Dubrovnik, Croatia

Guide for the rail traveller

Information

Currencykuna (HRK)
Local languageCroatian
Country Croatia

Introduction

Although not the capital of Croatia, Dubrovnik is arguably the most popular tourist destination in the country and often mistakenly thought to be the capital. Nicknamed the ‘Pearl of the Adriatic’, Dubrovnik is also a thriving seaport at the most southerly point of Croatia.


Amazingly, the population of this city is only around 50,000, but increases substantially during the summer months. Prior to the Second World War, Dubrovnik was part of the Independent State of Croatia but, during the war, the city was occupied by Italy and later by Germany before becoming part of the second Yugoslavia at the end of the war.


After Croatia’s independence in 1991, the Yugoslav army attacked the city in what became known as the Siege of Dubrovnik. Even today, some of the damage is still being repaired and those responsible for the devastation are being brought to justice.

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Things to do

Given its fascinating and varied past, it is no surprise that Dubrovnik is home to some of the most impressive historic buildings and attractions in Europe. Dubrovnik is actually categorised as a UNESCO World Heritage Site due to the importance of the city as a whole.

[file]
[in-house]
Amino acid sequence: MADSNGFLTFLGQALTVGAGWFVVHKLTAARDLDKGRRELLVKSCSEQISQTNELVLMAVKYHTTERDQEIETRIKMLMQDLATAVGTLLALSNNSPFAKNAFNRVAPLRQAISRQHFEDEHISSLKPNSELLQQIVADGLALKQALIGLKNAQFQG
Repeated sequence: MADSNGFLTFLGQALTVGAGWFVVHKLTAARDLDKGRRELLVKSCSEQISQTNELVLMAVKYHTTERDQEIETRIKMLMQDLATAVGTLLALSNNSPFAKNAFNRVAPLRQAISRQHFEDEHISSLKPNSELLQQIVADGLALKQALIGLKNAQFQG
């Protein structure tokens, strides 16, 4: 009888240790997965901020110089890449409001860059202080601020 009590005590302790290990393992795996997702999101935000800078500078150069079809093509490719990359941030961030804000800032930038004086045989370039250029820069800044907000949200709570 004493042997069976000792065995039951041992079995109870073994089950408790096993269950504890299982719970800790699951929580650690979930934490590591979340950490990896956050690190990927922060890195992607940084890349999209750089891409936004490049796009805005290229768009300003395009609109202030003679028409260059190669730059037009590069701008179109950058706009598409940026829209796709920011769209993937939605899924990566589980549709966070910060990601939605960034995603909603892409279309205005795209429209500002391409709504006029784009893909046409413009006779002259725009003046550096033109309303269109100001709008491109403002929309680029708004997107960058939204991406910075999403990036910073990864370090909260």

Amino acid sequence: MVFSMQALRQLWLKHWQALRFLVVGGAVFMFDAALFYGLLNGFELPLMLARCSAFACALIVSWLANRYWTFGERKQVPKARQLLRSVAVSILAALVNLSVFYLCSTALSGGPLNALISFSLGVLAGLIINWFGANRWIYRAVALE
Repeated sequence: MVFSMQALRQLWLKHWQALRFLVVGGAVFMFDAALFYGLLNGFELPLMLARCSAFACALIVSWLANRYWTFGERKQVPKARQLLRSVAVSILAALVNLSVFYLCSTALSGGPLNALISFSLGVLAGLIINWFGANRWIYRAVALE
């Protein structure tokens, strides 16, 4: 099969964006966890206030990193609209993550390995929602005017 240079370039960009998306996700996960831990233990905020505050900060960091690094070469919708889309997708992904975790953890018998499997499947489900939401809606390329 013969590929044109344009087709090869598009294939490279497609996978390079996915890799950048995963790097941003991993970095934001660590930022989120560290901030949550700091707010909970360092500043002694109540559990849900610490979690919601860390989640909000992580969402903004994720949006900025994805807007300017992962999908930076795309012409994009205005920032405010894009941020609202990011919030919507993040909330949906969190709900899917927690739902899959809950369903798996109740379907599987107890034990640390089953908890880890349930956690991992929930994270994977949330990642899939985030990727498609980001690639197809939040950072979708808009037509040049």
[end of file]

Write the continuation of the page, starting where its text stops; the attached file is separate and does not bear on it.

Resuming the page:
One of the islands within the bay of Dubrovnik is particularly popular with visitors. The island of Lokrum is a wooded island spread over 72 hectares and is thought to be the place where Richard the Lionheart landed after he became shipwrecked in 1192. Attractions on the island include a monastery, a naturist beach and a botanical garden.


Bosnia and Herzegovina are less than a 30 minute drive from Dubrovnik and make an interesting trip for anyone wanting to experience the true rural beauty of this area including pine forests, carp fishing and beautifully clear waters.

Local transport

Please note Dubrovnik does not currently have a train station, to get here you will need to either arrange a road transfer from within Croatia, fly into Dubrovnik airport or take one of the ferry services from Italy.


Transport within and around the city is excellent, with the tourist very much in mind. As Dubrovnik relies on both the seaport and the income generated from tourism, transport has always been high on the agenda. Dubrovnik is served by a motorway and airport all of which are relatively efficient and offer frequent links to the other major cities across Europe.


Within the city there is a reliable network of trams and buses linking most of the important districts as well as some of the suburban areas further out of town.

Recommended places and events to visit in Dubrovnik

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